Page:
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NSERC Prizes 2017: André Longtin and Leonard Maler

Department of Physics, Department of Cellular and Molecular Medicine
University of Ottawa


Video Name

NSERC Prizes 2017: André Longtin and Leonard Maler


NSERC Communications



Release Date

February 7, 2017


André Longtin and Leonard Maler have combined their expertise in physics, mathematics and neurobiology to uncover the neural code that underlies the operation of the brain. The University of Ottawa researchers use electric fish to trace the journey of signals as they move through the entire sensory process, observing the hidden traits of brain activity in moments of focus. Their research expands our understanding of neuroscience and benefits the development of artificial intelligence and treatments for neurological disorders. Dr. Longtin and Dr. Maler won NSERC's Brockhouse Canada Prize for Interdisciplinary Research in Science and Engineering in 2017.

Leonard Maler

You could be talking to someone at a party and paying attention to them, some music comes on, and now the part of the brain that’s involved in processing speech turns off, the part of the brain that’s involved in processing music turns on. How that works is not understood.

André Longtin

Cracking that code in vision, audition, memory, attention is the quest for the neural code, and it’s one of the key questions in science these days.

Leonard Maler

How attention is allocated is a gigantic mystery. We try to understand the neural mechanisms — how the brain actually remembers, how the brain actually perceives.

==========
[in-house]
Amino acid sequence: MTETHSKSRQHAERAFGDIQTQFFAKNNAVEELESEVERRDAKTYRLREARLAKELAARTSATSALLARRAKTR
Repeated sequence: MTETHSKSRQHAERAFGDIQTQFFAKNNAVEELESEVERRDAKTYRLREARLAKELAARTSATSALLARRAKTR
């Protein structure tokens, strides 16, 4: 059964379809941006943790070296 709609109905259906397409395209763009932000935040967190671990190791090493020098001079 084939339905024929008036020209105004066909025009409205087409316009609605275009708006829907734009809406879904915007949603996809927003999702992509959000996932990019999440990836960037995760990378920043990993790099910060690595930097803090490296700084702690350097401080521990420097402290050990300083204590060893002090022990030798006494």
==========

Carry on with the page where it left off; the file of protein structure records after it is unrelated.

André Longtin

You can gain a lot by studying simple animals.

Leonard Maler

Now, why electric fish? It’s simple: if it’s interested in something, it’s paying attention, it will emit electric pulses. That made it a very nice system for studying the core mechanisms of attention.

André Longtin

When we’re focusing on something, we devote the resources of our brain to the task at hand. So we focus on the sensory inputs relevant to that task, and we try to quiet down the other ones.

Leonard Maler

We also discovered that the responses of the brain depended on the animal’s learning. If it’s highly practiced, minimal attention. And somehow our brains know when it’s highly practiced and can pretty much attend to something else.

André Longtin

We know there are problems with attention deficits and memory deficits, and we know attention is required for learning. So if we’re able to elucidate some aspect of this attention switching, then maybe we can figure out how it’s dysfunctional and repair it.

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